Culture – Why is it Complicated?

culture and shared experiences

Culture is not about employee happiness, how an organization feels, or about employee morale. Culture isn’t casual dress or foosball tables. Culture is multi-dimensional and interconnected. Culture is unique and complicated because people are unique and complicated.

Shared Experiences
Culture comes from the shared experiences of a group of people. Together people learn and make sense out of those experiences. For example, when I worked at Coopers & Lybrand, a project would begin and the leader would set the start time for the day. Then each day the team would show up a few minutes before the work day would start at 6 am or earlier. There was a legendary team that worked on an automotive account that would go out all night and then head into the office in the wee hours to begin their work day!

The shared experience taught employees that they were supposed to work hard and play hard. It also reinforced the belief that the number of hours you worked was a badge of honor. It was a culture where Saturday work in the office was expected and we felt lucky because we didn’t have to dress formally! We learned that success was measured in hours and face time.

Culture comes from the shared experiences of a group of people.

This visual representation of culture is based on Dr. Edgar Schein’s explanation of culture.

schein culture levels

Seeing the layers helps explain why “flip flops and free beer” is not culture. These are artifacts that you may see but there are underlying values and beliefs that create the true culture of the organization. This is the deep, stable (change resistant), interconnected nature of culture.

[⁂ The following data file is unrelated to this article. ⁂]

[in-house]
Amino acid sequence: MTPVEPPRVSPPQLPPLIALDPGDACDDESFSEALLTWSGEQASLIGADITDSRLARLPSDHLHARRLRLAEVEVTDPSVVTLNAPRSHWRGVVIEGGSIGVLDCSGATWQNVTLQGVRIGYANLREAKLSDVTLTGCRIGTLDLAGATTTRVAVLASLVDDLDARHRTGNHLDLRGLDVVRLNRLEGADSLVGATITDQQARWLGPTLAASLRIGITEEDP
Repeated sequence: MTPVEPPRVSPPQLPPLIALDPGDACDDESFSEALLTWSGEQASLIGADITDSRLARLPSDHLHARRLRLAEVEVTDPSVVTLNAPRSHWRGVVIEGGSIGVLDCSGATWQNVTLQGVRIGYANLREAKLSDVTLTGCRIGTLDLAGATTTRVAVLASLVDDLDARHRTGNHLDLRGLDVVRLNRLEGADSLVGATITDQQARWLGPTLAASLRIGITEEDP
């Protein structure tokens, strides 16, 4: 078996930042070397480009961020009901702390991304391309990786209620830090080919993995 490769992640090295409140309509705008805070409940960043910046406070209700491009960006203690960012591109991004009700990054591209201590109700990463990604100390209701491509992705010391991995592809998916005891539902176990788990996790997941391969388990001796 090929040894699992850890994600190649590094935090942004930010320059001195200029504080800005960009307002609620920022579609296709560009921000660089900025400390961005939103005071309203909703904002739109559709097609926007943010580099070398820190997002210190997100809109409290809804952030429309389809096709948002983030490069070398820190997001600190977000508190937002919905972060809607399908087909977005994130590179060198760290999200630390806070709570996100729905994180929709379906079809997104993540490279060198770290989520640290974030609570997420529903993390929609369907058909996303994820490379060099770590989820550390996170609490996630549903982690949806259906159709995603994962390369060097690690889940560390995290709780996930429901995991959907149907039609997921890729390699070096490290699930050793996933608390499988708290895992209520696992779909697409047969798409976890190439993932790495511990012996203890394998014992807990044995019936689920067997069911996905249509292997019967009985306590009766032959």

We worked with an organization whose CEO fancied it a high-tech company. The lunch rooms got a makeover and the walls were painted bright colors. Some walls were so bright they had to soften them by painting them a more subdued shade! The new décor didn’t create a high-tech culture. Their processes were still cumbersome, managers still believed people had to be in the office to do productive work (versus being able to work remotely) and the office was deadly silent versus buzzing with energy.  The artifacts contradicted what was really going on in the organization.

As you observe the artifacts of culture, be careful not to attribute too much meaning. There are beliefs and values that drive behaviors which could be very different than what you see. This is why change is much more challenging than making a declaration explaining what’s changing.

It’s complicated
Some leaders believe if they emulate the Google work environment, they’ll create the Google culture. Hopefully, we’ve shed some light on the reality that nap pods, free lunches, and cool décor are only a small aspect of culture. Deep levels of change require reworking foundational beliefs and mindsets. Culture is complicated!

Do you agree, or do you have a different perspective on culture? Please share your thoughts and ideas below.

Adapted and reprinted with permission from

Like the content? Sign up for more…It’s FREE!

Our Privacy Guarantee: Your e-mail address will never be shared with anyone else. Education only, no selling of products or services.